But some of the infertility is itself a direct result of controlled childbearing: Women who delayed pregnancy into their late thirties and early forties (and beyond) find it difficult to become pregnant. Or they miscarry over and over, because the quality of a woman's eggs declines as she ages. Yet, as more women delay before successfully bearing a child (even if it's genetically unrelated), the more women see such delay as a viable option. Many are then devastated to learn that they cannot use their own eggs at age 45, or that the success rates for IVF are less than 50 percent per cycle.
Thus, their only option for conceiving and carrying a child is to use the donated eggs of a younger woman. Egg donation is really the only option for older women who do not want to adopt. This drives the costs of treatment up, since would-be parents must not only pay the clinic at which they receive treatment, but they must also pay for the donor's medications, travel expenses, health insurance, and donor fees. And those fees can be steep.
In part, this is because egg donation is a lengthy, complex process. Unlike sperm, unfertilized eggs cannot yet be preserved successfully. Therefore, the donor and the recipient must take drugs to line up their menstrual cycles. Then the donor takes more drugs to stimulate her ovaries to mature multiple eggs at once. The eggs are retrieved in the lab, and the donor can go home, having written off any claim to kinship with, or responsibility for, any children that may result.
The extra difficulty involved in egg retrieval accounts for the high reimbursement rates. In part, that is; specialty traits account for the rest. Egg donors with Ivy League degrees command higher fees, as do Jewish and Asian donors. Donors whose eggs have been proven viable get paid more the next time they donate.
Of course, no donation occurs until a couple chooses a particular donor. Clinics usually keep a stable of willing donors, and their clients can browse personal profiles (including height, weight, GPA, ethnic background, and major interests) and current and childhood photos before selecting that special someone to be the genetic mother of their children. This process tends to stir odd feelings in the couples in question; how, after all, do you choose a total stranger's DNA? What criteria do you use? Should the donor resemble the infertile woman who will hereafter be known as "Mom"? If the couple in question is homosexual, should the egg donor resemble one of them or neither of them? If they're heterosexual and Dad will be fertilizing the eggs, is he the "real" parent? Will he carry more weight with the kids once they find out? And will they ever find out?
Once parents wrestle with questions of motherhood and genetics, they have to wrestle with the question of their children's rights. Most couples who use donor gametes—egg or sperm—never tell the children their origins. Or they vow to, but never seem to find the right moment; meanwhile, the children get older and older.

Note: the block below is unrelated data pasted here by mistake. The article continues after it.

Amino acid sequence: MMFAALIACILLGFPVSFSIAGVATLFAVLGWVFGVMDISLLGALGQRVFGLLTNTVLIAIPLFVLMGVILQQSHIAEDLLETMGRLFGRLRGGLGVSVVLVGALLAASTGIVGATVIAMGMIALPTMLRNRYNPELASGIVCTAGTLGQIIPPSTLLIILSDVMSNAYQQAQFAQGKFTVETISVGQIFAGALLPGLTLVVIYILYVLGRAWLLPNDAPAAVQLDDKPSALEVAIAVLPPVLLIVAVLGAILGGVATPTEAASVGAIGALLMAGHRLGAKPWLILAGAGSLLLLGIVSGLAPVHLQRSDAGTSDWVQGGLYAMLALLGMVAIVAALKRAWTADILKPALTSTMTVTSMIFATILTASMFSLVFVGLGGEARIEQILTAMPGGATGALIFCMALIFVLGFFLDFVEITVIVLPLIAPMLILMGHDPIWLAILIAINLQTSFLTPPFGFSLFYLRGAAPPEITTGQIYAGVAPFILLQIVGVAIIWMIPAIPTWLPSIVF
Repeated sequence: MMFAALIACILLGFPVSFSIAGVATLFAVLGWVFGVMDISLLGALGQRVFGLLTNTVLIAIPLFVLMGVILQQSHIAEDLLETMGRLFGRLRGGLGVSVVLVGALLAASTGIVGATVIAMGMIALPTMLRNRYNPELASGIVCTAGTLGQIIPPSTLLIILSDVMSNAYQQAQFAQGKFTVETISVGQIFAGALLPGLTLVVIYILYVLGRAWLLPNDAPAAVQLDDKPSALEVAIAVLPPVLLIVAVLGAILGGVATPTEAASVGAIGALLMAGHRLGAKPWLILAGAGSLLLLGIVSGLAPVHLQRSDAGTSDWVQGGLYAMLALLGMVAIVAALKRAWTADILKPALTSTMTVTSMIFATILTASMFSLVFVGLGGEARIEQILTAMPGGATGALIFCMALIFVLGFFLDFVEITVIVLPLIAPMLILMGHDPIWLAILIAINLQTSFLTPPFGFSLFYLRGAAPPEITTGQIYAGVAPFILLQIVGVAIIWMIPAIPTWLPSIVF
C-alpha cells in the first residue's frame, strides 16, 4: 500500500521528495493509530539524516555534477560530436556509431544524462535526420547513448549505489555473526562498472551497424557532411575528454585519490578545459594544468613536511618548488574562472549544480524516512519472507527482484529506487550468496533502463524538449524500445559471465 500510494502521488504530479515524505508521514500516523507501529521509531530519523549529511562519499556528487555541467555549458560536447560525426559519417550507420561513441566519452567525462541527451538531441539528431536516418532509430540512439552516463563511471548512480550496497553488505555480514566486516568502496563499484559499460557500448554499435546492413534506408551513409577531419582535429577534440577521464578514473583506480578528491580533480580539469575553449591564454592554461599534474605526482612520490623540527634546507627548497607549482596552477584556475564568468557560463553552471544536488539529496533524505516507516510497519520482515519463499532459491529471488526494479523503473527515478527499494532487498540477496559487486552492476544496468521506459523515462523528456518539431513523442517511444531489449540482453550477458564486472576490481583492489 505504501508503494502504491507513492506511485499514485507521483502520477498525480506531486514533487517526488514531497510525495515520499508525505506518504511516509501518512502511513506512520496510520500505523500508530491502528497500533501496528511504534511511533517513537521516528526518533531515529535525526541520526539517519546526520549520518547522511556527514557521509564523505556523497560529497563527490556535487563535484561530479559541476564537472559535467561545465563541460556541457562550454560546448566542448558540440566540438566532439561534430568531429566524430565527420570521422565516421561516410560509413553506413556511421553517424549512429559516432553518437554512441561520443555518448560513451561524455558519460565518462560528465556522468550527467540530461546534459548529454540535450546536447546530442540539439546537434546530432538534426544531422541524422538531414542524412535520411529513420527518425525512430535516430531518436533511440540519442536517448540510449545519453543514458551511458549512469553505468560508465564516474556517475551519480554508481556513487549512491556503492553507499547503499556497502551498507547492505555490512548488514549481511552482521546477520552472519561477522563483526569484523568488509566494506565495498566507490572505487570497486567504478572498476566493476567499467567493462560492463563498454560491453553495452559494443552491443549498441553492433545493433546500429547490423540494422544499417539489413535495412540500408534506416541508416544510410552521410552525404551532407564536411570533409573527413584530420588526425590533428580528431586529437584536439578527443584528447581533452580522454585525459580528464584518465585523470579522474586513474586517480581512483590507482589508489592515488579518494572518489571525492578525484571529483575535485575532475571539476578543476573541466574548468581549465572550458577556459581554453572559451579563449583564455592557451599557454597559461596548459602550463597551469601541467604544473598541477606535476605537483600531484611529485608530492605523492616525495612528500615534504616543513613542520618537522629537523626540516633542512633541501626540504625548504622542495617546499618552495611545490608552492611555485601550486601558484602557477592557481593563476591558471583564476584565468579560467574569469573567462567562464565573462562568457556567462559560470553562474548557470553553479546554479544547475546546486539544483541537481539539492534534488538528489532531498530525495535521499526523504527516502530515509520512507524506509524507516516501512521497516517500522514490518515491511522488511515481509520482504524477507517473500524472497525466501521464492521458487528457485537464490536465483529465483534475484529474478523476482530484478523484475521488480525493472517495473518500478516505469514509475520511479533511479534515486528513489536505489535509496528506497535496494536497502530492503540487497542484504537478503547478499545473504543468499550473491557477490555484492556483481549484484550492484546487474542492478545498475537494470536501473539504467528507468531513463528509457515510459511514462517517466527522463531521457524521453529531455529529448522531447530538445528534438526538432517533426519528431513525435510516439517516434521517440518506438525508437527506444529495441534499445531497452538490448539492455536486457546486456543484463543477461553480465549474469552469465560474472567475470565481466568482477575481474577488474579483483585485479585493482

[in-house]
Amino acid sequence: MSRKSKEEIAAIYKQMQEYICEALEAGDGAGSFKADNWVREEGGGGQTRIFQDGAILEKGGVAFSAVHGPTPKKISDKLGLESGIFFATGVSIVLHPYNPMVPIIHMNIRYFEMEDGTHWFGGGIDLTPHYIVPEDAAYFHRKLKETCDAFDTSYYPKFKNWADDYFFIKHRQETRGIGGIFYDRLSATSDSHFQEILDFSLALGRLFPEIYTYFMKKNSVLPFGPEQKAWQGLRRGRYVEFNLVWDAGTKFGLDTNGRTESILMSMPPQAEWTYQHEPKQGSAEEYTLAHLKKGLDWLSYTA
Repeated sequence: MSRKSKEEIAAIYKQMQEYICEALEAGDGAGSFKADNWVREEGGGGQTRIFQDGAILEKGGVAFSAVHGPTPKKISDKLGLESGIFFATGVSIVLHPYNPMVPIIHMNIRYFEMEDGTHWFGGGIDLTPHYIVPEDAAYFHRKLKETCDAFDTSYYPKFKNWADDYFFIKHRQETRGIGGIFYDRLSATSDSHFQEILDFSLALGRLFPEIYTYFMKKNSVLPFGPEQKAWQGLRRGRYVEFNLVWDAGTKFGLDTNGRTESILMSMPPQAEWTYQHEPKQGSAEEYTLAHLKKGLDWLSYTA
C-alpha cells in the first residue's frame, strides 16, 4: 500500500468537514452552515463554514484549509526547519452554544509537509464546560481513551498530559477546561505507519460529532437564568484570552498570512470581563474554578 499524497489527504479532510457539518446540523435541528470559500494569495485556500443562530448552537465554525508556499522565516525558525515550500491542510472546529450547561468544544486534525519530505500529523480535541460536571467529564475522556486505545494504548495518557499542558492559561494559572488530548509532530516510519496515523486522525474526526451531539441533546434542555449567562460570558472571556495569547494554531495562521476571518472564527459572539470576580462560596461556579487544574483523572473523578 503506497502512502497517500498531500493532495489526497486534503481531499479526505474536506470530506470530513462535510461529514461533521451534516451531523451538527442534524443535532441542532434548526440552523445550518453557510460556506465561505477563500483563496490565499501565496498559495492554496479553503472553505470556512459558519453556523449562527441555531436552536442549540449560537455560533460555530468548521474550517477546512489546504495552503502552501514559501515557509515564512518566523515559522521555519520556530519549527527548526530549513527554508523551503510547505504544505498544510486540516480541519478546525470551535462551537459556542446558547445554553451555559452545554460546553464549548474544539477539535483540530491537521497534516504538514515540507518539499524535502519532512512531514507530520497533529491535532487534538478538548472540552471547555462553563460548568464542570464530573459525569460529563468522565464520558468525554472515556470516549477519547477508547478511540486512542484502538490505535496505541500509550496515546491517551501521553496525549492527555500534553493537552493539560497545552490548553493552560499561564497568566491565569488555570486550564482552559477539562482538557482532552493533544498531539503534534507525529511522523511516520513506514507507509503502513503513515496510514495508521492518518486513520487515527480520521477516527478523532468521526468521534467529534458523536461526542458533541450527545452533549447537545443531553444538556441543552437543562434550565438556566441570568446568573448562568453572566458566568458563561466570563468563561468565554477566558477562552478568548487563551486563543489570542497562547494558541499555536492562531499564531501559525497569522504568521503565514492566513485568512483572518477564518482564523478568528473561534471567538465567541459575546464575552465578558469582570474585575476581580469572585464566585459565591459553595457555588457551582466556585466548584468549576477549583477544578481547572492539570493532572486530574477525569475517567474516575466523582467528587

Some children find out and start looking for their genetic parents; they almost never succeed. Gamete donors relinquish all claims and responsibilities once they've been paid, and by and large, they prefer to remain anonymous. So much so that, in 2005, when England passed a law stating that all donor-conceived children have the right to learn who their genetic parents are when they reach age 18, the donor pool dried up overnight. Children are sometimes able to find their half-siblings, the children of people who bought the same sperm vials, through internet registry sites, but tracking down their genetic forebear is often impossible.
And it's usually well before the children from the first round are old enough to ask about their genes that parents face another question: What do you do with the excess embryos? Depending on how many eggs are retrieved for donation or IVF, couples may wind up with more fertilized eggs than can be implanted. The "leftovers" are frozen for future use. But to what use will they be put? Tens of thousands of embryos are in cryo-storage in this country, many of whose parents—owners?—have whereabouts that are currently unknown to the storage facilities' personnel. Parents can have their embryos implanted, donate them to other couples, donate them to science, or thaw them out and throw them away. The decision is not an easy one. And the supply of frozen embryos is growing exponentially as IVF becomes more common and parents without answers debate longer and longer about what to do with all of these excess could-be babies.
These questions mark the horizons of the strange land we're all entering, the one in which we're not even strangers anymore. We're already living there; high-risk, multiple pregnancies are becoming the norm. Selective reduction only raises an eyebrow when someone accidentally "reduces" the wrong fetus. We're finding our way through the trees, but we haven't a clue what lives in this forest.
Luckily for us, we're not the ones who have to find out; that's left to the babies being born in greater and greater numbers who will have to struggle with questions of genetic identity, with siblings lost in utero, and with the fact that half of their genes were shopped for and purchased by credit card. And that's only after they make it home from the hospital. If they do. •